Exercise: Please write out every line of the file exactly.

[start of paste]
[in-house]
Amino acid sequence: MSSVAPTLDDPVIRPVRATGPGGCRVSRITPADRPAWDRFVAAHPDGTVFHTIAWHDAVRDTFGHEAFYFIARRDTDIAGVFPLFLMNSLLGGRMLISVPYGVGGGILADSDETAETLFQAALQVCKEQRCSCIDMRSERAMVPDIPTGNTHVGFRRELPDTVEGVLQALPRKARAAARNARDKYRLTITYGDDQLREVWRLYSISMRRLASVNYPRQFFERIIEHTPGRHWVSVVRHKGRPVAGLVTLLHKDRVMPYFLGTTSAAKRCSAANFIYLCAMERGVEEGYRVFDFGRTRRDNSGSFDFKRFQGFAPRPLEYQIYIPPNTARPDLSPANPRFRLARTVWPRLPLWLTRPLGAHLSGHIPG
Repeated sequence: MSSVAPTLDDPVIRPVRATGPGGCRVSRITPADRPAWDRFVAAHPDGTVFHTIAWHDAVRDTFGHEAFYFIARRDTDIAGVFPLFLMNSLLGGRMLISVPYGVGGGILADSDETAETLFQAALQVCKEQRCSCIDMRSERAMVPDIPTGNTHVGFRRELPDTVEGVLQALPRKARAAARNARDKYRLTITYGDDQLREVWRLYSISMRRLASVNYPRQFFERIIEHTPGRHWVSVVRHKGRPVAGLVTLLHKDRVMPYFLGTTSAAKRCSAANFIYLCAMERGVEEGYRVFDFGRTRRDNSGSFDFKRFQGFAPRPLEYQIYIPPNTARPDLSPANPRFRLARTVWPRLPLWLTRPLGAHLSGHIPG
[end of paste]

[in-house]
Amino acid sequence: MSSVAPTLDDPVIRPVRATGPGGCRVSRITPADRPAWDRFVAAHPDGTVFHTIAWHDAVRDTFGHEAFYFIARRDTDIAGVFPLFLMNSLLGGRMLISVPYGVGGGILADSDETAETLFQAALQVCKEQRCSCIDMRSERAMVPDIPTGNTHVGFRRELPDTVEGVLQALPRKARAAARNARDKYRLTITYGDDQLREVWRLYSISMRRLASVNYPRQFFERIIEHTPGRHWVSVVRHKGRPVAGLVTLLHKDRVMPYFLGTTSAAKRCSAANFIYLCAMERGVEEGYRVFDFGRTRRDNSGSFDFKRFQGFAPRPLEYQIYIPPNTARPDLSPANPRFRLARTVWPRLPLWLTRPLGAHLSGHIPG
Repeated sequence: MSSVAPTLDDPVIRPVRATGPGGCRVSRITPADRPAWDRFVAAHPDGTVFHTIAWHDAVRDTFGHEAFYFIARRDTDIAGVFPLFLMNSLLGGRMLISVPYGVGGGILADSDETAETLFQAALQVCKEQRCSCIDMRSERAMVPDIPTGNTHVGFRRELPDTVEGVLQALPRKARAAARNARDKYRLTITYGDDQLREVWRLYSISMRRLASVNYPRQFFERIIEHTPGRHWVSVVRHKGRPVAGLVTLLHKDRVMPYFLGTTSAAKRCSAANFIYLCAMERGVEEGYRVFDFGRTRRDNSGSFDFKRFQGFAPRPLEYQIYIPPNTARPDLSPANPRFRLARTVWPRLPLWLTRPLGAHLSGHIPG